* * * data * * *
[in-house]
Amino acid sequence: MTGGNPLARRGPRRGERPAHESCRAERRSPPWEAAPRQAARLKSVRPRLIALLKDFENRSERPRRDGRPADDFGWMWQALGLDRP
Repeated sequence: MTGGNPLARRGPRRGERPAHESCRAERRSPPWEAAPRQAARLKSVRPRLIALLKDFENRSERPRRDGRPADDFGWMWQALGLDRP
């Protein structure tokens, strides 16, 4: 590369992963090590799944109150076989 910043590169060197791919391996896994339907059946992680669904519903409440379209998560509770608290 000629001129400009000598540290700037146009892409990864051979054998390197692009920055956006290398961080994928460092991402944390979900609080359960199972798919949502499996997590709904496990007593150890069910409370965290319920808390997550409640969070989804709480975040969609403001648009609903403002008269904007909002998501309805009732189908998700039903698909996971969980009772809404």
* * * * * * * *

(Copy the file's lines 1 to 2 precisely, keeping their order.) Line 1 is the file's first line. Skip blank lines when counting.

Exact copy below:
[in-house]
Amino acid sequence: MTGGNPLARRGPRRGERPAHESCRAERRSPPWEAAPRQAARLKSVRPRLIALLKDFENRSERPRRDGRPADDFGWMWQALGLDRP